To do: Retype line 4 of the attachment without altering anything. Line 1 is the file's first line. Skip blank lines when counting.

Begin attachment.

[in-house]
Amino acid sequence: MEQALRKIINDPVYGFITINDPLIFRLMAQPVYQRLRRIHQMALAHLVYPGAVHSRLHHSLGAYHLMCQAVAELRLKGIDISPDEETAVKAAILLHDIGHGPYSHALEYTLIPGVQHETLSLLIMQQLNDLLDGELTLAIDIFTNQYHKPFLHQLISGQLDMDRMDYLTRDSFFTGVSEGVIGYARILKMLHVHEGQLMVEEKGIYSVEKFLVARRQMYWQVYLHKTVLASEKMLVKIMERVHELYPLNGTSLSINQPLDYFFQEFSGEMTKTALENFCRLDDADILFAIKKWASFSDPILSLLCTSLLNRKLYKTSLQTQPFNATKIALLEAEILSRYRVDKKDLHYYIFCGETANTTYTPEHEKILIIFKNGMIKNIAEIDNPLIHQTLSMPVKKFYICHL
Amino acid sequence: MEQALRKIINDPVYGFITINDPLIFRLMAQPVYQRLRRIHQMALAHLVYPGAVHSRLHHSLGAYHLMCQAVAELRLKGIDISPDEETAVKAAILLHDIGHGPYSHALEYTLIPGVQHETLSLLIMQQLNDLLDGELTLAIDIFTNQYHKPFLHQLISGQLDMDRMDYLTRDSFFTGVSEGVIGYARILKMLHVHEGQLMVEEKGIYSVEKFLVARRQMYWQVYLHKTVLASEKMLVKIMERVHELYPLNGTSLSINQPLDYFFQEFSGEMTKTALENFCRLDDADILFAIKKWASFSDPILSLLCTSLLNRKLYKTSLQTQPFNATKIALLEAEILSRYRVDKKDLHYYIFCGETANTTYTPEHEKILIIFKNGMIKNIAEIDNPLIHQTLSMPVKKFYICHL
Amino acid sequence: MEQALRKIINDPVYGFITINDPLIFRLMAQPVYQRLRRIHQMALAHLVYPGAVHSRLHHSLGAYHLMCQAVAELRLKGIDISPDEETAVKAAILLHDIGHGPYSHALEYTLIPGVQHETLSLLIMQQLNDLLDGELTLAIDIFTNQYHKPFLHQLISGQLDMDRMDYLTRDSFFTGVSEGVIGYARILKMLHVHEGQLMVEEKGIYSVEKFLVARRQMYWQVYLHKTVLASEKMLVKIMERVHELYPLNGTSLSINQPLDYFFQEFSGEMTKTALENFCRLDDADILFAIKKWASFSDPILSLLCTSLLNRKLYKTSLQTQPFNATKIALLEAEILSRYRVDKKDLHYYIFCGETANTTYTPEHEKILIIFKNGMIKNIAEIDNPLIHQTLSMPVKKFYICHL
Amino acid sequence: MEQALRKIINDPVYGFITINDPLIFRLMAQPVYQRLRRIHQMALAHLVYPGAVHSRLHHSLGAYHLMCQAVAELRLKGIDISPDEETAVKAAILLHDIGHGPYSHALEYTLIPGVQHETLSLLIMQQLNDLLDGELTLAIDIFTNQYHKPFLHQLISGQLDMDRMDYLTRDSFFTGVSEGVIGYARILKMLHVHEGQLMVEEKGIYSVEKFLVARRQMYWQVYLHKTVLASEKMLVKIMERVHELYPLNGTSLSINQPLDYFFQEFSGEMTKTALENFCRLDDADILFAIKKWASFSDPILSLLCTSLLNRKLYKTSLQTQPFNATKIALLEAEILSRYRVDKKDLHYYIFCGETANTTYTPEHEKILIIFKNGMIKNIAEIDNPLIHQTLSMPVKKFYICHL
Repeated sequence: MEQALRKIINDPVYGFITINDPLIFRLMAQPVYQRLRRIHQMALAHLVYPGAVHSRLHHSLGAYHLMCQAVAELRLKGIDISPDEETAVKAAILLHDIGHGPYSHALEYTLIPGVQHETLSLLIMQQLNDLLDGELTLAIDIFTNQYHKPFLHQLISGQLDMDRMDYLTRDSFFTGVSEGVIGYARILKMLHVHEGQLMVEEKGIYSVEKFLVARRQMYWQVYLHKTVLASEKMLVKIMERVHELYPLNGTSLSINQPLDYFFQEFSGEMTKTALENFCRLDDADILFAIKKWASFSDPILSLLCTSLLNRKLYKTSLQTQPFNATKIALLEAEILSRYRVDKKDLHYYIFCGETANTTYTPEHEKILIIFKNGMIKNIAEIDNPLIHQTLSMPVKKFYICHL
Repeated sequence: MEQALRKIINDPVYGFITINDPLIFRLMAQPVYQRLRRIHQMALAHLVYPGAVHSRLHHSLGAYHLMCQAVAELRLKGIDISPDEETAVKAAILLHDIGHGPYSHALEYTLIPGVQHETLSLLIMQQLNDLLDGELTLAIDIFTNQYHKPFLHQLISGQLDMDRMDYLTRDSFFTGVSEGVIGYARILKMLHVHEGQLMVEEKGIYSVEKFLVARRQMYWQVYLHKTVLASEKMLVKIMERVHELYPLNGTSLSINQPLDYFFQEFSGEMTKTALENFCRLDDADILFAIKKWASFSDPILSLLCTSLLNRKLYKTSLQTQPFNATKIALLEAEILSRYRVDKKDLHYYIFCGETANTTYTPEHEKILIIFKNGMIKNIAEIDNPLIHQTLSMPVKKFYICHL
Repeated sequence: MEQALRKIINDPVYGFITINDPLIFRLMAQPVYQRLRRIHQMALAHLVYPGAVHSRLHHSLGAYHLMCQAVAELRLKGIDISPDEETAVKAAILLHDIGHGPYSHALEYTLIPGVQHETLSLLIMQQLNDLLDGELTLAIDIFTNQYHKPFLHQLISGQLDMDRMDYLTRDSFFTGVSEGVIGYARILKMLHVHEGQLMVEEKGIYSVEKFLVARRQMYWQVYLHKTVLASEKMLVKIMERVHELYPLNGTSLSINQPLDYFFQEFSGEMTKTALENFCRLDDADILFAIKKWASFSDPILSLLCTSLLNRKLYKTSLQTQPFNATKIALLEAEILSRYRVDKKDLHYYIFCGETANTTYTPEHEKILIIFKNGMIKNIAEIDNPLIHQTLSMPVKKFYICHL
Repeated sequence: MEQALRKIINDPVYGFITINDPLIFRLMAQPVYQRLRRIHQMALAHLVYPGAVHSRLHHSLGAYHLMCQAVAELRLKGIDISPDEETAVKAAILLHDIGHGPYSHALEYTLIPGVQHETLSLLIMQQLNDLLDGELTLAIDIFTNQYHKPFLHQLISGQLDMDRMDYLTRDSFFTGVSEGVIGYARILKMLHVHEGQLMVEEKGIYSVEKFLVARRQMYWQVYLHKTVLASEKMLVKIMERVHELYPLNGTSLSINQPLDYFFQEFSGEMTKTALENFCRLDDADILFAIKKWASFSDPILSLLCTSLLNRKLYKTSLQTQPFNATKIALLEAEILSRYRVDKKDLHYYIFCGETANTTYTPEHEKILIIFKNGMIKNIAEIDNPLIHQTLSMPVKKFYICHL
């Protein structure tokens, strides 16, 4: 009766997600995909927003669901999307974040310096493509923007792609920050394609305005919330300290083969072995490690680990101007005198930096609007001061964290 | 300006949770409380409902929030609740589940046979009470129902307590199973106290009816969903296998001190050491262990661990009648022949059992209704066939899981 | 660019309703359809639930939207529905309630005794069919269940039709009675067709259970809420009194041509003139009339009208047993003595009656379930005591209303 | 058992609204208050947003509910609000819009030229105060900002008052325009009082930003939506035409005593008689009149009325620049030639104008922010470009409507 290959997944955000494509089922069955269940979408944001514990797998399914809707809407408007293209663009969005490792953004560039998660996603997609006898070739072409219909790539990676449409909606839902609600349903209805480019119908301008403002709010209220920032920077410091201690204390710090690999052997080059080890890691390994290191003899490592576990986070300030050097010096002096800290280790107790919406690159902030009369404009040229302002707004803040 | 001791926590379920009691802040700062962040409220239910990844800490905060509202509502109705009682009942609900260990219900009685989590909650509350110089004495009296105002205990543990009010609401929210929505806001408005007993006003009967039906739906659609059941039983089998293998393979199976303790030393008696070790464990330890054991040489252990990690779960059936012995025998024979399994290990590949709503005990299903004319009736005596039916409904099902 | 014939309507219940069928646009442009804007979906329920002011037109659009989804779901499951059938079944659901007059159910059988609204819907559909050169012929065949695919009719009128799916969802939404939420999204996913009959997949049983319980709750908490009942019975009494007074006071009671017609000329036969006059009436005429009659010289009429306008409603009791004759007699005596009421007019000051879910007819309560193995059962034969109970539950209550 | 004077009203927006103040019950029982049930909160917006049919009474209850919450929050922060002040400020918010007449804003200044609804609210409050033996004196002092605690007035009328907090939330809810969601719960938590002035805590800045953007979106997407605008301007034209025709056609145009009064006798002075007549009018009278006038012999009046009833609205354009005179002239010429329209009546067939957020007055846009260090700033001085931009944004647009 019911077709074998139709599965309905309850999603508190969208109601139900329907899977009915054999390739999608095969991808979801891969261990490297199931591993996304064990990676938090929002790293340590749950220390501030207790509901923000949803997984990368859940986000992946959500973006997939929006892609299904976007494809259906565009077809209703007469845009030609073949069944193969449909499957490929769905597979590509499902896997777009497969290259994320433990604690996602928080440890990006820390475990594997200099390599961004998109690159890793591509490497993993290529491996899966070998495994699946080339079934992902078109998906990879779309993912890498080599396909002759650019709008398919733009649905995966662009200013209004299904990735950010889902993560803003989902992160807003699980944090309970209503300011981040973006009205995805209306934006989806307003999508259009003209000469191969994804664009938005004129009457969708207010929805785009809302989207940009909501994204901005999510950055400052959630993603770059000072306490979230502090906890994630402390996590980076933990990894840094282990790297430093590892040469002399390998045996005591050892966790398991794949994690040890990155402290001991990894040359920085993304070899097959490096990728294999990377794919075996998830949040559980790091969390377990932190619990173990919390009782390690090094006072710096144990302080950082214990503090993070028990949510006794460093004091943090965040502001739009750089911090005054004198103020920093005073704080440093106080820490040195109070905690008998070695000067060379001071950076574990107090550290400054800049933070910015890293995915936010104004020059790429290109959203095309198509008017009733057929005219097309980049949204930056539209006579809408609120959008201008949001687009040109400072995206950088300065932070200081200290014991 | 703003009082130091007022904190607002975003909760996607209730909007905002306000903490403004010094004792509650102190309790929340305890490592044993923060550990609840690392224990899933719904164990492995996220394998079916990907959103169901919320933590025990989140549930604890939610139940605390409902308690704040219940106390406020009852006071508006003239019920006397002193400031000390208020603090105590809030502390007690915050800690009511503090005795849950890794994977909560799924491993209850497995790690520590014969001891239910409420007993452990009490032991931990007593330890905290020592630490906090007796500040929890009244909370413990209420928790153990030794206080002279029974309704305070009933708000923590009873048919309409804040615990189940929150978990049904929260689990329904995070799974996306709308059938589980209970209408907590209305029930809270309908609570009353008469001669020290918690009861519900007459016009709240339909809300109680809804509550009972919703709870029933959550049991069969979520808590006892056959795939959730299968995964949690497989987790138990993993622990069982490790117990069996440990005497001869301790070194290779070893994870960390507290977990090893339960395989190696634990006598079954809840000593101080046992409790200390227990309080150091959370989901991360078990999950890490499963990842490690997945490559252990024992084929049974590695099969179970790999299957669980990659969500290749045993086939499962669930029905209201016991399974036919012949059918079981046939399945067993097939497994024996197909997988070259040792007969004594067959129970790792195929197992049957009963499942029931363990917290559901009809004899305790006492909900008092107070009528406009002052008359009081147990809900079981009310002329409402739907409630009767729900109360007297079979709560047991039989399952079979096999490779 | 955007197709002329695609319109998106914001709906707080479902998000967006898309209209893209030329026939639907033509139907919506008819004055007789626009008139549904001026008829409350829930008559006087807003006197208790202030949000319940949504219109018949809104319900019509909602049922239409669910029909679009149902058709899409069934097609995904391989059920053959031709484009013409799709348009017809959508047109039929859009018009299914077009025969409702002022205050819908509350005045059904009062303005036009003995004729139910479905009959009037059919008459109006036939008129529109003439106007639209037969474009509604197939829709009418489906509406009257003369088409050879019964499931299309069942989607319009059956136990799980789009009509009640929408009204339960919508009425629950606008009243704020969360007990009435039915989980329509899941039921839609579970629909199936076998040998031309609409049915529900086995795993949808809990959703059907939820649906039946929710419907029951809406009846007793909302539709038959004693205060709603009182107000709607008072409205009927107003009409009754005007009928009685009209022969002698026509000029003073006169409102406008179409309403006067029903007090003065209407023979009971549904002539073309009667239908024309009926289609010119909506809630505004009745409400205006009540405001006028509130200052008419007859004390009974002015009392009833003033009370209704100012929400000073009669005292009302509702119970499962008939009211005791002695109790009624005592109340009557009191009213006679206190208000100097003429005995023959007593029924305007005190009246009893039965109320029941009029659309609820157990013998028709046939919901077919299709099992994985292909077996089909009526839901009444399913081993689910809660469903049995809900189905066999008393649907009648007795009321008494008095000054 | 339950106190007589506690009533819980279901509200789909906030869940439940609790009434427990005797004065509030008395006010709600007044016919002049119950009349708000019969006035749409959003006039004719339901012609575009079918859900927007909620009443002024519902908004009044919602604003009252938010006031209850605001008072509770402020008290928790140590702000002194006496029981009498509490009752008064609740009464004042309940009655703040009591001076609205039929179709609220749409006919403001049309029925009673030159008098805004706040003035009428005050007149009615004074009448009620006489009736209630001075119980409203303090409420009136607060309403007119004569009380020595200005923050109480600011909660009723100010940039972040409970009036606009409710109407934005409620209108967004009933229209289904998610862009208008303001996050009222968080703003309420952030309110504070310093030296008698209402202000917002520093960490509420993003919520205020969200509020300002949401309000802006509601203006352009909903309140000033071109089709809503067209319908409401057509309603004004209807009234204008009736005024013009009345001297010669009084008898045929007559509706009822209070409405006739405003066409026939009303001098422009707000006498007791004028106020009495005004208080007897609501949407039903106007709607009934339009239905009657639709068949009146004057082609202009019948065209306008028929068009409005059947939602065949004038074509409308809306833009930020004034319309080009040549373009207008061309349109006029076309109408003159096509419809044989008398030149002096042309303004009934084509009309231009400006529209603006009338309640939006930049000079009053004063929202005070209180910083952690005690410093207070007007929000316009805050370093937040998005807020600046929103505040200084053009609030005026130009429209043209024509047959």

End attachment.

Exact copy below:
Amino acid sequence: MEQALRKIINDPVYGFITINDPLIFRLMAQPVYQRLRRIHQMALAHLVYPGAVHSRLHHSLGAYHLMCQAVAELRLKGIDISPDEETAVKAAILLHDIGHGPYSHALEYTLIPGVQHETLSLLIMQQLNDLLDGELTLAIDIFTNQYHKPFLHQLISGQLDMDRMDYLTRDSFFTGVSEGVIGYARILKMLHVHEGQLMVEEKGIYSVEKFLVARRQMYWQVYLHKTVLASEKMLVKIMERVHELYPLNGTSLSINQPLDYFFQEFSGEMTKTALENFCRLDDADILFAIKKWASFSDPILSLLCTSLLNRKLYKTSLQTQPFNATKIALLEAEILSRYRVDKKDLHYYIFCGETANTTYTPEHEKILIIFKNGMIKNIAEIDNPLIHQTLSMPVKKFYICHL